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Ahaṁkāra (Sanskrit: अहंकार), 'I-making', is a Sanskrit term in Saṃkhyā philosophy that refers to the identification of Self or Being with 'nature' or any impermanent 'thing'.[1]

Reference in Bhagavad Gita

Ahaṁkāra is one of the four parts of the antahkarana (inner organ) described in Vedanta, while the other three parts include Buddhi, Citta and Manas.[2] In the Uttara Mimamsa or Vedanta branch of Hindu philosophy, though not extensively discussed in the Bhagavad Gita, Krishna informs Arjuna that Ahaṁkāra must be removed. Krishna mentions that "Air, water, earth, fire, sky, mind, intelligence and ahankaar (ego) together constitute the nature created by me." [3] In other words, Ahaṁkāra should be subordinated to the Lord. The reasoning provided was that since the Self is not (cannot be) perceived when one is in a state of Ahaṁkāra, it must be removed.[4]

Philosophical implications

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Vedic philosophy also teaches that when one's mind is in a state of Ahaṁkāra, one is in a state of subjective illusion, where the mind is bound the concept of one's self with an external thing. This thing can be tangible and material or it can be a concept, such as the concept of the fight for peace. Here, the ego is involved in constructing the illusion.

Examples of ahaṃkāra in action:

Consider how an otherwise sensible young man might feel that his new sports car was a reflection of his true self which would encourage him to recklessly race against another person. Similarly, consider how someone who believed in the fight for peace, and who ordinarily might behave in a non-violent manner, fought for someone who threatened or challenged their notions of peace.

In both cases, the mind has created a state of illusion that seems to appear real to the person which blurs the line between subjectivity and reality. This illusory state is often causes people to do things that can be categorized as "out of character" for them.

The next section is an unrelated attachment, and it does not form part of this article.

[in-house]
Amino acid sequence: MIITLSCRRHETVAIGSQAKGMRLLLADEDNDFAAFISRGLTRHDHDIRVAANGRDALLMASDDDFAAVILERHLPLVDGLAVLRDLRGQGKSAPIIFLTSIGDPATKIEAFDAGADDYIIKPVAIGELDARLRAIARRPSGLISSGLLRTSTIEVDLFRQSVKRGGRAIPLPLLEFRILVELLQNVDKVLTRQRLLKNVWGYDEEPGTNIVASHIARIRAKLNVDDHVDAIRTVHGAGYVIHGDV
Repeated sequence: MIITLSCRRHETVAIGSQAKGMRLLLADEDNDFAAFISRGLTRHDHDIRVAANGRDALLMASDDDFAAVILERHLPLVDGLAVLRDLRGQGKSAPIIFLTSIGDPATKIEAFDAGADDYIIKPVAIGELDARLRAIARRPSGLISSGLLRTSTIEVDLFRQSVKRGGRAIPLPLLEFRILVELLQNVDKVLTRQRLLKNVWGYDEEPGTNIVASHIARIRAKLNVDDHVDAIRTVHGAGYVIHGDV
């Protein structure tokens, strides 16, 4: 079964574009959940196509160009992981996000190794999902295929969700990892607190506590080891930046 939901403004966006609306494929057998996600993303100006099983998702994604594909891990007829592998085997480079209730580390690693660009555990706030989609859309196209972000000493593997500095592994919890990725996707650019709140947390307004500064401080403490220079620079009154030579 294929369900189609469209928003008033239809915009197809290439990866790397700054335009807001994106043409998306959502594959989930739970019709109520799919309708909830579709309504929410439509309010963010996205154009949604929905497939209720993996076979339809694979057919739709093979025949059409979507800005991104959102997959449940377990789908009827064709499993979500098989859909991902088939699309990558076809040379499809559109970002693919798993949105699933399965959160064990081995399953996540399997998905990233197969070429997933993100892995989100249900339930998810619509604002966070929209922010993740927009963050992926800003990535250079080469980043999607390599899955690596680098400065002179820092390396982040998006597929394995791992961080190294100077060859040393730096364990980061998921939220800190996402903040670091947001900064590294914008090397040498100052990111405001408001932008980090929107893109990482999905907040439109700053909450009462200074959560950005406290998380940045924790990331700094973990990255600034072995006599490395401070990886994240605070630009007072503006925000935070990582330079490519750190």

Ahaṁkāra and Spiritual Development

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Though Ahaṁkāra is generally a state of illusion, Vak tattva (one of the 36 tattvas) can appear when one does not succumb to it. In Vak tattva, the individual’s will, determination, sense of morality and ethics come into play, which is the first step on the path to spiritual development or even, enlightenment. However, a person who is sufficiently harmonious but has a powerful Ahaṁkāra (personality) is thought to be impossible to exert the level of effort necessary to accede to a higher spiritual level.

Ahaṁkāra and Buddhi

The position of Ahaṁkāra and buddhi are sometimes presented in a reversed order because, as the principle of "I-ness", the Ahaṁkāra is allowed control over the manas (sensorial mind) and buddhi (superior intellect, intuition). Yet, buddhi is a superior tattva, and Ahaṁkāra is thus only able to be in a superior position to buddhi from a functional point of view. From an absolute point of view, Ahaṁkāra is created by buddhi and thus subordinate to it.

See also

Jainism

References

  1. ^ "Ahaṁkāra", Britannica Academic Edition
  2. ^ "What is Antahkarana? - Definition from Yogapedia". Yogapedia.com. Retrieved 2021-11-05.
  3. ^ "Bhagavad Gita As It Is Original by Prabhupada". asitis.com. Retrieved 2021-11-05.
  4. ^ Mukundananda, Swami. "Chapter 18 – Bhagavad Gita, The Song of God – Swami Mukundananda". www.holy-bhagavad-gita.org. Retrieved 2021-11-05.